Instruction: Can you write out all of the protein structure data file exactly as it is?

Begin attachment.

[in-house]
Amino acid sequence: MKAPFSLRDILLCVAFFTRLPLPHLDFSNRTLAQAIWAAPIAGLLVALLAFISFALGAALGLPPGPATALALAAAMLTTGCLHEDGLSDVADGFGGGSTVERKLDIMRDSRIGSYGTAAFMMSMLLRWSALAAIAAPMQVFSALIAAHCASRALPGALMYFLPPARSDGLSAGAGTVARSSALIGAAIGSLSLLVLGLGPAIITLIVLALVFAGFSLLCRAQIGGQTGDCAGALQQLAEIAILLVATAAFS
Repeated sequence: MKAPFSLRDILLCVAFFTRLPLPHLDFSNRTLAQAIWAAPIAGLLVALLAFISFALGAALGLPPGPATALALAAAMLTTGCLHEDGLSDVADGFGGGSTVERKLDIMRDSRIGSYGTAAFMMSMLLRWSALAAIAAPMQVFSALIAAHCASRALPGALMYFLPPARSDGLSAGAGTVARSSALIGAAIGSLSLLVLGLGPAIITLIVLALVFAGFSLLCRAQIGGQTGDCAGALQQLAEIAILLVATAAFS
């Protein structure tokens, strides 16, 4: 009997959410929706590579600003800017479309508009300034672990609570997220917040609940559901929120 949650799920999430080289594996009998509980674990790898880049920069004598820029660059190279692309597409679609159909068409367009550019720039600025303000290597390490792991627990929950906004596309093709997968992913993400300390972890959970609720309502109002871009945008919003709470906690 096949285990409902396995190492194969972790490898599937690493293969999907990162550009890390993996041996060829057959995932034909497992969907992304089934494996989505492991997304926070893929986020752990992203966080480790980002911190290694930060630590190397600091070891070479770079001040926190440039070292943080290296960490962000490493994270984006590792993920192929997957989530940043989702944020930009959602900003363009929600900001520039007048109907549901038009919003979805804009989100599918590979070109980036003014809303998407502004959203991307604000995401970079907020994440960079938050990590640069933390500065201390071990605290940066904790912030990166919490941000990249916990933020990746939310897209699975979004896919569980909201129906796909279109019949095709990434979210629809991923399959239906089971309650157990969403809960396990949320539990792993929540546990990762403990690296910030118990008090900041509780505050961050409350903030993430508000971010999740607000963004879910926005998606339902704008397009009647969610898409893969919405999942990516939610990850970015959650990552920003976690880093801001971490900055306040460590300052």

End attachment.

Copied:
[in-house]
Amino acid sequence: MKAPFSLRDILLCVAFFTRLPLPHLDFSNRTLAQAIWAAPIAGLLVALLAFISFALGAALGLPPGPATALALAAAMLTTGCLHEDGLSDVADGFGGGSTVERKLDIMRDSRIGSYGTAAFMMSMLLRWSALAAIAAPMQVFSALIAAHCASRALPGALMYFLPPARSDGLSAGAGTVARSSALIGAAIGSLSLLVLGLGPAIITLIVLALVFAGFSLLCRAQIGGQTGDCAGALQQLAEIAILLVATAAFS
Repeated sequence: MKAPFSLRDILLCVAFFTRLPLPHLDFSNRTLAQAIWAAPIAGLLVALLAFISFALGAALGLPPGPATALALAAAMLTTGCLHEDGLSDVADGFGGGSTVERKLDIMRDSRIGSYGTAAFMMSMLLRWSALAAIAAPMQVFSALIAAHCASRALPGALMYFLPPARSDGLSAGAGTVARSSALIGAAIGSLSLLVLGLGPAIITLIVLALVFAGFSLLCRAQIGGQTGDCAGALQQLAEIAILLVATAAFS
């Protein structure tokens, strides 16, 4: 009997959410929706590579600003800017479309508009300034672990609570997220917040609940559901929120 949650799920999430080289594996009998509980674990790898880049920069004598820029660059190279692309597409679609159909068409367009550019720039600025303000290597390490792991627990929950906004596309093709997968992913993400300390972890959970609720309502109002871009945008919003709470906690 096949285990409902396995190492194969972790490898599937690493293969999907990162550009890390993996041996060829057959995932034909497992969907992304089934494996989505492991997304926070893929986020752990992203966080480790980002911190290694930060630590190397600091070891070479770079001040926190440039070292943080290296960490962000490493994270984006590792993920192929997957989530940043989702944020930009959602900003363009929600900001520039007048109907549901038009919003979805804009989100599918590979070109980036003014809303998407502004959203991307604000995401970079907020994440960079938050990590640069933390500065201390071990605290940066904790912030990166919490941000990249916990933020990746939310897209699975979004896919569980909201129906796909279109019949095709990434979210629809991923399959239906089971309650157990969403809960396990949320539990792993929540546990990762403990690296910030118990008090900041509780505050961050409350903030993430508000971010999740607000963004879910926005998606339902704008397009009647969610898409893969919405999942990516939610990850970015959650990552920003976690880093801001971490900055306040460590300052």